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PHYSIOTHERAPY SPORTS GYM
 Knee anatomy
 Introduction to knee      Arthroscopy
 Anterior Cruciate Ligament      injury
 Posterior cruciate ligament      injury
 Multi ligamentous injuries
 Meniscus Tear
 Articular cartilage injuries
 Arthritis(Osteo-arthritis)
 Chondromalacia patella
 Patellar Instability
 Knee Infection
Stiff Knee
 Other indications
 
 
Posterior cruciate ligament reconstruction  
   
 
The PCL is the primary stabilizer of the knee preventing backward shift of the tibia over the femur. If the tibia moves too far back, the PCL can rupture.More recent research has shown us that the PCL also prevents medial-lateral (side-to-side) and rotatory movements. So the PCL’s effect on knee joint function is more complex than previously thought.
   
Mode of PCL injury
 
PCL injuries can occur with low-energy and high-energy injuries. The most common way for the PCL alone to be injured is from a direct blow to the front of the knee while the knee is bent. Since the PCL controls how far backward the tibia moves in relation to the femur, if the tibia moves too far, the PCL can rupture.

The most common cause of PCL injury is road traffic accident. This can happen if a person slides forward during a sudden stop or impact and the knee hits the dashboard just below the kneecap. In this situation, the tibia is forced backward under the femur, injuring the PCL. The same can happen if a person falls on a bent knee. Again, the tibia may be forced backward, stressing and possibly tearing the PCL.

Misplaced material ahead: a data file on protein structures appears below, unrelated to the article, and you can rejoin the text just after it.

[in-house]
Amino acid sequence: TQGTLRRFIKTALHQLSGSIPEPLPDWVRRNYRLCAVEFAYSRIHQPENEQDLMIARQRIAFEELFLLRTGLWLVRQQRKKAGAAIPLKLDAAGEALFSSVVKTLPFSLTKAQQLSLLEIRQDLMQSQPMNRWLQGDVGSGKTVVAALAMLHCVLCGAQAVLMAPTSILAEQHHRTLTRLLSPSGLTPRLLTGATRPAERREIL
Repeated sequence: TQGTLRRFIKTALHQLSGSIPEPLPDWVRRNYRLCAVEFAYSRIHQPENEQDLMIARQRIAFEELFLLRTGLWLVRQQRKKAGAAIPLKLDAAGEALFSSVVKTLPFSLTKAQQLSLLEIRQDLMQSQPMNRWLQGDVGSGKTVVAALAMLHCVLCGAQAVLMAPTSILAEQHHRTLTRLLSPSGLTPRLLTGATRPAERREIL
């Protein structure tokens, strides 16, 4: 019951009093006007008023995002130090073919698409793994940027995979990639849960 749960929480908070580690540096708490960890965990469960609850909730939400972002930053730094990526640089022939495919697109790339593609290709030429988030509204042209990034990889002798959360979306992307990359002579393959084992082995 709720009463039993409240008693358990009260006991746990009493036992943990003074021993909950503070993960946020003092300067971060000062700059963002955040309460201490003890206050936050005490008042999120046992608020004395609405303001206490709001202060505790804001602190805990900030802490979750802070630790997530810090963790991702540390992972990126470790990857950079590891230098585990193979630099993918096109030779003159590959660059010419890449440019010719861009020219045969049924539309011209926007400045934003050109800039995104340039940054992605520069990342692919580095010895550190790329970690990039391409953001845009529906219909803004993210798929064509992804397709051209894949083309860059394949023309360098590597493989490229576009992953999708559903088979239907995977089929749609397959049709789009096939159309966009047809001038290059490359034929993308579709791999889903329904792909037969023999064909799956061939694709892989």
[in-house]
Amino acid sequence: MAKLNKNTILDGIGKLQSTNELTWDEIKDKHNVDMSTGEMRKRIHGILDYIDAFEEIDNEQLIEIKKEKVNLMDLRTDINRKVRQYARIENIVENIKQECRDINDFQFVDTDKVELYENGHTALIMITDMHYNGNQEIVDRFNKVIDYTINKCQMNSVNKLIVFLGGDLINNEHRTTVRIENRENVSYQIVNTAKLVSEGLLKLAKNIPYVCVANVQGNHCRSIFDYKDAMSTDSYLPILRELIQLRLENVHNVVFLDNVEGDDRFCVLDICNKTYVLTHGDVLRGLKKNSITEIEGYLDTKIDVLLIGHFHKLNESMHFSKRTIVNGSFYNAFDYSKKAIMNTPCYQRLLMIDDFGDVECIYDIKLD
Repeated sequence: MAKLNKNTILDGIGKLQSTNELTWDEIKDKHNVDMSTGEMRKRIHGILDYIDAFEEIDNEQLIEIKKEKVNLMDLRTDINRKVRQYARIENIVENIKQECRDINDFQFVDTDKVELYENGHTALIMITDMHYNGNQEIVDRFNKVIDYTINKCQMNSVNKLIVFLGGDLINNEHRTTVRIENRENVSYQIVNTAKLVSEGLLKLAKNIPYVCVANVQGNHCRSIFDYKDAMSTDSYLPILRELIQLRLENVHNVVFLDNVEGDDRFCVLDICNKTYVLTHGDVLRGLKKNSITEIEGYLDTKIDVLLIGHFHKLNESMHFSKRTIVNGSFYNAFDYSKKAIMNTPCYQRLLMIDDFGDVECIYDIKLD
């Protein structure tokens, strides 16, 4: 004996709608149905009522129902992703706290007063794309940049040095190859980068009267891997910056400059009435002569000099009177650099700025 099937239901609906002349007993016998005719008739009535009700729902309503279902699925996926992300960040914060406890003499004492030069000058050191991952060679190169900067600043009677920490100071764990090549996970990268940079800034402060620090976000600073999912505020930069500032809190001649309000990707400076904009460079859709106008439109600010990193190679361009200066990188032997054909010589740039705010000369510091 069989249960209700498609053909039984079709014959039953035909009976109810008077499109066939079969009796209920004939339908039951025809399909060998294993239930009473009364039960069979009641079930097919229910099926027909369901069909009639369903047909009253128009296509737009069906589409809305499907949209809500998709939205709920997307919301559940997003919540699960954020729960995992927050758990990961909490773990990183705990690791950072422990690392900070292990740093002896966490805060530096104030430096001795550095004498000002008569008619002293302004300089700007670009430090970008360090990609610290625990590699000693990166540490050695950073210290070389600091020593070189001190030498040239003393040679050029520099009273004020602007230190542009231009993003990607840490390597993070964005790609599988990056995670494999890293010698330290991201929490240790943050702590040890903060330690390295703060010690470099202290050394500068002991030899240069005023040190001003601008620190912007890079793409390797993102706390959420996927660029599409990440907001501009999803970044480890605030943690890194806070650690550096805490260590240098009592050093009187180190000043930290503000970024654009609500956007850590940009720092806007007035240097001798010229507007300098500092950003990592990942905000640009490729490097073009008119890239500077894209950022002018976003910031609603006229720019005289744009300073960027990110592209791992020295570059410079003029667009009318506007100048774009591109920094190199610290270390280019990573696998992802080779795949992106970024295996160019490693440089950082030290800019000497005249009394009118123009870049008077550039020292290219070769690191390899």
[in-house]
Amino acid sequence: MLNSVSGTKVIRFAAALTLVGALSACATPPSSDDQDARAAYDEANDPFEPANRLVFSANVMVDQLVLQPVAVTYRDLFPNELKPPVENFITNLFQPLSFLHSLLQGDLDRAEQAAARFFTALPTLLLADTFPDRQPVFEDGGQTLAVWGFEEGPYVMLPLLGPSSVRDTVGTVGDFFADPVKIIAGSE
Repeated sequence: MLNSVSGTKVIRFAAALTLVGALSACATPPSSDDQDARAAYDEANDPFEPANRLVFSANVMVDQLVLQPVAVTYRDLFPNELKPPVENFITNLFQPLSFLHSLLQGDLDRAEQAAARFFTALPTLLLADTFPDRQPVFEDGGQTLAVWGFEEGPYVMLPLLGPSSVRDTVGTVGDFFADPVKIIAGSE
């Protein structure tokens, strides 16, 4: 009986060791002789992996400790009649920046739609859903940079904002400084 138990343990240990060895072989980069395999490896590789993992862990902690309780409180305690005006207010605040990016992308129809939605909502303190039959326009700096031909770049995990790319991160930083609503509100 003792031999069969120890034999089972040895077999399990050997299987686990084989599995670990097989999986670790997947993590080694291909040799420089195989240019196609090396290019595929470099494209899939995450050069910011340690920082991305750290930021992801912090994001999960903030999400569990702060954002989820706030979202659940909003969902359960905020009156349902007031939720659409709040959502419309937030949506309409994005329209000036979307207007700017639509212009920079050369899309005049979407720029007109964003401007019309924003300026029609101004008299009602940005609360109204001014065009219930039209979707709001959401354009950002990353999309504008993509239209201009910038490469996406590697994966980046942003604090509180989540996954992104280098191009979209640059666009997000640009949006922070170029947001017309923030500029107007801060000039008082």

Other parts of the knee may be injured when the knee is violently hyperextended/dislocated (multi-ligamentous injury). But other ligaments are usually injured or torn before the PCL. This type of injury can happen when the knee is struck from the front when the foot is planted on the ground.
 
Symptoms

Pain is a most common presenting symptom during stepping in the ramp. But the patient may have instability during turning movements or stepping.
 
Diagnosis
 
The history and physical examination is probably the most important tool in diagnosing a ruptured or deficient PCL.The doctor will place your knee and leg in various positions and then apply a load or force to the joint. Any excess motion or unexpected movement of the tibia relative to the femur may be a sign of ligament damage and insufficiency.

The doctor may ask for X-rays of the knee to rule out a fracture. The magnetic resonance imaging (MRI) scan is probably the most accurate test to detect the ligament status.
 
 
 
Treatment
  Conservative Treatment
  Less severe PCL tears are usually treated with a good rehabilitation program. Patients intending to return to high-demand activities may require a functional knee brace before returning to these activities. Most patients receive physical therapy treatments after a PCL injury. Exercises are used to help you regain normal movement of joints and muscles. Exercises are also given to improve the strength of the quadriceps muscles on the front of the thigh. As your symptoms ease and strength improves, you will be guided in specialized exercises to improve knee stability.
 
   
  Surgical Treatment
   
 
Most surgeons prefer reconstruction of the PCL using a piece of tendon or ligament to replace the torn PCL. In a typical surgical reconstruction, the torn ends of the PCL must first be removed. Once this has been done, the type of graft that will be used is determined. The gracilis and semitendinosus tendons can be taken out without really affecting the strength of the leg because bigger and stronger hamstring muscles will take over the function of the two tendons that are removed. After preparation these grafts are used for reconstruction of PCL done arthroscopically.
 
 
 
 
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